Vacation, as per von Clausewitz, is a continuation of stress by other means. And while pengovsky planned to post extensively during the vacay it turned out that another von (Moltke, in this case) was right when he observed that no plan survives the initial contact with the enemy. Which makes one wonder just what exactly President Borut Pahor’s plan was yesterday when he faced off with former coalition partner and former leader of now-defunct Zares party Gregor Golobič as they both testified in front of the parliamentary committee investigating the clusterfuck that is the TEŠ 6 power plant in Šoštanj.
Gregor Golobič and Borut Pahor (right) (source: RTVSLO)
Now, sitting presidents in Slovenia don’t often get called to testify in parliamentary investigations. In fact, the last one to have done so was Milan Kučan, testifying in 1995 on the circumstances on the JBTZ affair in 1988, one of the key events in emergence of multi-party democracy in Slovenia and its drive for independence. Additionally, this was – by pengovsky’s admittedly perfunctory count – the very first instance of a sitting Slovenian president facing off with a contradicting witness. This alone makes yesterday’s a truly remarkable event. Then there’s the fact that it was Golobič vs. Pahor, a former and a current political heavy-weight respectively who used to bat for more or less the same team as coalition partners in Pahor’s 2008-2011 government (later brought down by Golobič for reasons including but not limited to TEŠ 6). And secondly – or thirdly, for those keeping count – the mere fact that the showdown at OK TEŠ 6 took place less than two months before the first round of presidential elections makes this a rather extraordinary occurrence.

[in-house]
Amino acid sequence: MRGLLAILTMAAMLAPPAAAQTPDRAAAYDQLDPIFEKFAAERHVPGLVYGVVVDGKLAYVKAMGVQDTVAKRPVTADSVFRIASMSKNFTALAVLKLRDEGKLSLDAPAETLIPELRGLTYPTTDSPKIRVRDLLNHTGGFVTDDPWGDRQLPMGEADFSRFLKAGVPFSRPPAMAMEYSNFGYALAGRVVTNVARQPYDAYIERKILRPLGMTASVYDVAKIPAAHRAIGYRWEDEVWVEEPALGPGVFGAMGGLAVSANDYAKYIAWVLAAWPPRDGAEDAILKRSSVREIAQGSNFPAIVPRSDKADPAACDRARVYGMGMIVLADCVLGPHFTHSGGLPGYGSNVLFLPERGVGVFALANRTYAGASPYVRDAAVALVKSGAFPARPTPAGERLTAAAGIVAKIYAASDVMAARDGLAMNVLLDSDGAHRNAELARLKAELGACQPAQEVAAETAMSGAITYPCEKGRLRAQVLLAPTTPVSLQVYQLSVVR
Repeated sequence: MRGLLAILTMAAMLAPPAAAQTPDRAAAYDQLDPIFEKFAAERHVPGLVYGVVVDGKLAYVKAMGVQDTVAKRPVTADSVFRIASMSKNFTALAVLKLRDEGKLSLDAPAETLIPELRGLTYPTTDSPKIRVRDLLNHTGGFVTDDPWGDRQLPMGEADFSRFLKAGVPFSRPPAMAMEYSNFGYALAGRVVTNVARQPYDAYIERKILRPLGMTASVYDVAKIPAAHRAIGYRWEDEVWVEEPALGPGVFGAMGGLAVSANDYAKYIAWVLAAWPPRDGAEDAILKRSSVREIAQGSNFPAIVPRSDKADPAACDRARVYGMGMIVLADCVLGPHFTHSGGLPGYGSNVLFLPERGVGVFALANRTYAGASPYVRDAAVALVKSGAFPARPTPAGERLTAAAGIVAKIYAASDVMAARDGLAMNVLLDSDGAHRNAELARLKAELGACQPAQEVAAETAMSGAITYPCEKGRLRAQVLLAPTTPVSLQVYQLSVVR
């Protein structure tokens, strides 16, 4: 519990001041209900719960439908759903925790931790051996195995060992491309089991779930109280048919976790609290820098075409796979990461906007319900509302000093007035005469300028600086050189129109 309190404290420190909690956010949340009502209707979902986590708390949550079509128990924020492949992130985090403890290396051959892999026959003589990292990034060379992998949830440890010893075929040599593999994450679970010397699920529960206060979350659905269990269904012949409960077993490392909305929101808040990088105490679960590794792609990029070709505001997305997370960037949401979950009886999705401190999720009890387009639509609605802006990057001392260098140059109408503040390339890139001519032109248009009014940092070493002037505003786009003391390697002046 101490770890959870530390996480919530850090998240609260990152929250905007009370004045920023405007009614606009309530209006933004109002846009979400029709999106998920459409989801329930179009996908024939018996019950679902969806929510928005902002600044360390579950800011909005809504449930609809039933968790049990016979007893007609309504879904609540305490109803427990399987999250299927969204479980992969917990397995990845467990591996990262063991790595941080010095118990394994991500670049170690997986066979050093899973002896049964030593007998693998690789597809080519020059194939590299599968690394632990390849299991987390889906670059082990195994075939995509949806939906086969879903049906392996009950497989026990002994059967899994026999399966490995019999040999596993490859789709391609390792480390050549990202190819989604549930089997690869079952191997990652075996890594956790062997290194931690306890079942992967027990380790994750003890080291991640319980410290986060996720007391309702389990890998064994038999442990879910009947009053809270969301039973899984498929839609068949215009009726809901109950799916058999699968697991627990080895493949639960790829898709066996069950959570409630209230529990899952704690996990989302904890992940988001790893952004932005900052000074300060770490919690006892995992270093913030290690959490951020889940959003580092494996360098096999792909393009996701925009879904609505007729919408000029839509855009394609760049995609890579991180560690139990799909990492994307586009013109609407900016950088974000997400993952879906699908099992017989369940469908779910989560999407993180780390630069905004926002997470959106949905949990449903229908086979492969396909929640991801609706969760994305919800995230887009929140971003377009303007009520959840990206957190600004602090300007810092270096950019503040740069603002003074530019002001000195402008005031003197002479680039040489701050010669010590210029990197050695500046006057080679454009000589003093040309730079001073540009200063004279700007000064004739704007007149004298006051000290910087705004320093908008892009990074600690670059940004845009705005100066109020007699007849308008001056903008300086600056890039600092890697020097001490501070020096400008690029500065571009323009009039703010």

Continue reading President Pahor Mounts a Reaganesque Defence in TEŠ 6 Investigation